I promise to remember that when you are frustrated and sometimes take those frustrations out on me (within reason...none of us is each other's punching bag, after all), it's because you know you can trust me to know they are not really directed at me.

I promise to keep looking for ways to soften the edges of this hard season.

I promise to not think you've gotten used to this new way of doing life just because we've been doing it this way for a while.

I promise to acknowledge that grief is part of this package, and that you can be very, very grateful you haven't gotten sick from the virus and still be very, very sad about what it has taken from you.

I promise to keep looking for creative ways to help you through this.

I promise to let you have time to yourself and not act as though you are rejecting your family.

I promise to not to try to talk you out of or rush you through your feelings just because they're uncomfortable for me.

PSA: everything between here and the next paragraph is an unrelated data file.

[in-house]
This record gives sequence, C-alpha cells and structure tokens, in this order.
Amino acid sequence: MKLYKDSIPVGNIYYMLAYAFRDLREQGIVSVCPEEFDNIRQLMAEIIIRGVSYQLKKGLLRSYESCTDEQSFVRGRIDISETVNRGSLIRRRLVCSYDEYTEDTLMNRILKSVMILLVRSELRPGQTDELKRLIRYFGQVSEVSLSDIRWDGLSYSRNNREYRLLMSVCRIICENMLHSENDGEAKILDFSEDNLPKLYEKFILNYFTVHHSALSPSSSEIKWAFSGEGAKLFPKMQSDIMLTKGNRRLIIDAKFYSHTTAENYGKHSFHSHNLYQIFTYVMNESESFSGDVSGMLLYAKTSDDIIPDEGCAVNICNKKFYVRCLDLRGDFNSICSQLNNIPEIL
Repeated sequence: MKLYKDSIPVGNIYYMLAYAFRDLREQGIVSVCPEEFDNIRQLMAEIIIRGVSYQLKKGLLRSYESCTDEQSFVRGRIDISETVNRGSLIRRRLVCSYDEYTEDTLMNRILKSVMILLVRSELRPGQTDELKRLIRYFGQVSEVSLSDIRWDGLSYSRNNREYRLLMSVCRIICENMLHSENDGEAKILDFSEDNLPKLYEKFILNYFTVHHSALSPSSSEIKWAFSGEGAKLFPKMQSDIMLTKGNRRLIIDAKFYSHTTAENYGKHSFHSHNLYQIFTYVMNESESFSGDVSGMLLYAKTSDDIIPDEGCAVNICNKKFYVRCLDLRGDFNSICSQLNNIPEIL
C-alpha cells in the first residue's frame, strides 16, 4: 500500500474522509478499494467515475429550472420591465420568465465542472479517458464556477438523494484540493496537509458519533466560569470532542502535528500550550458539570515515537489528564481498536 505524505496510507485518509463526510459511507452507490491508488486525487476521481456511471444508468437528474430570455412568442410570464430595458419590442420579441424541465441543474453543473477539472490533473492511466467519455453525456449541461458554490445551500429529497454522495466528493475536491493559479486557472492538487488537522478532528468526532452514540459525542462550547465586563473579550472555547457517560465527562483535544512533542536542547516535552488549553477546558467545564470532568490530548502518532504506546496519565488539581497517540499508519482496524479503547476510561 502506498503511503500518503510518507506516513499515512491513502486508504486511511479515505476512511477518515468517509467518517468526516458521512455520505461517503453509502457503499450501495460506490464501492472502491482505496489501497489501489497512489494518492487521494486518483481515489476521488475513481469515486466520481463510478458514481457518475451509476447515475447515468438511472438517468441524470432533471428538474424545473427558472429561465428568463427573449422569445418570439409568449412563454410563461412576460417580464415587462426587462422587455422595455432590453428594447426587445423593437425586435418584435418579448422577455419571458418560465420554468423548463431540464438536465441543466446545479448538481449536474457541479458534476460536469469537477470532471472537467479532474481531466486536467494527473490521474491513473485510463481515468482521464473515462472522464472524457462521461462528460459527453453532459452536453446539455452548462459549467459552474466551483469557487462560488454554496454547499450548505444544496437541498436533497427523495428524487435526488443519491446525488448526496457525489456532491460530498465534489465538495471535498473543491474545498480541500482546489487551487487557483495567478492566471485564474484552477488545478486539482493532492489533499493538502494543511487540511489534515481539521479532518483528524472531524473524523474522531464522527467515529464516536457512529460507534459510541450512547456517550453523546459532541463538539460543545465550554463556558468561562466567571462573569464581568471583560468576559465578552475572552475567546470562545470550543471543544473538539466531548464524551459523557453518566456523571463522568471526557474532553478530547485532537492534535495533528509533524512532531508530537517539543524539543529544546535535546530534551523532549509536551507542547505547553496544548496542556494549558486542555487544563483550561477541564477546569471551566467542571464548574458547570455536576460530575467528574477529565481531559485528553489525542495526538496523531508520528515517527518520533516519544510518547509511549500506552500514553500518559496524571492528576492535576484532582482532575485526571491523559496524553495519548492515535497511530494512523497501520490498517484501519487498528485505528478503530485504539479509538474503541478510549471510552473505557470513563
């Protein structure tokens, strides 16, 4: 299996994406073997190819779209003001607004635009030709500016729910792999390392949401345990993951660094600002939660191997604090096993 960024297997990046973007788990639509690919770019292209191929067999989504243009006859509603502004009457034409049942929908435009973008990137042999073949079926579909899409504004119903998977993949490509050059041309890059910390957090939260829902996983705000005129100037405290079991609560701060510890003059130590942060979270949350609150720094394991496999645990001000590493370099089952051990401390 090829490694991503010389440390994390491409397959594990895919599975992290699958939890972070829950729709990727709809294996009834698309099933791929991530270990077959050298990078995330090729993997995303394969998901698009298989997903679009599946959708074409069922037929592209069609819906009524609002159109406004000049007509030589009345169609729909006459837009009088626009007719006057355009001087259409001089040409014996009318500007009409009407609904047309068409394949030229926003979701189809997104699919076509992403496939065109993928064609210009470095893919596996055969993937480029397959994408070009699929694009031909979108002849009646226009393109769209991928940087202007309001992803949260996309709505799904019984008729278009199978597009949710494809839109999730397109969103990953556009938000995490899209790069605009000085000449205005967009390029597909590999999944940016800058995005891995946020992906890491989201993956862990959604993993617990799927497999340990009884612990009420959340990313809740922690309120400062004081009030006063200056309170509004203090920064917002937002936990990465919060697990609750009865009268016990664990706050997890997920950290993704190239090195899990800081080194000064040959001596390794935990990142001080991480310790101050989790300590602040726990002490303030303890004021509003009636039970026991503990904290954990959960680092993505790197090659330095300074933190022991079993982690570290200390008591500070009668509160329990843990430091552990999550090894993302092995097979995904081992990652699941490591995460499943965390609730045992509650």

I promise to hold firm about some routines and habits that need to stay in place for the good of your physical, spiritual, mental, and emotional health.

I promise to let go of some things that don't matter in the long run.

I promise to help you look forward.

I promise to keep storming heaven every day for you and for the world you and I will eventually go back into.

And I promise that even if we're limping or crawling by that point, when the finish line finally comes into view, we'll cross it together. 

April 1, 2020

These Are the Better Than Zero Days

I was playing a game with some of the members of my extended family at my parents’ 50th wedding anniversary getaway celebration a few years ago when my baby sister had her turn. The objective of the game was to accumulate points, and on my sister’s go-around, she got a single-digit score.

“Better than zero,” she declared triumphantly...and a new approach to life was born.

"Better than zero” has become our benchmark and our scorecard and our measuring stick.

Walked for 15 minutes? Great. Better than zero.

Kid ate three carrot sticks? Fabulous. Better than zero.

Got one load of laundry washed, dried, and put away? Well done. Better than zero.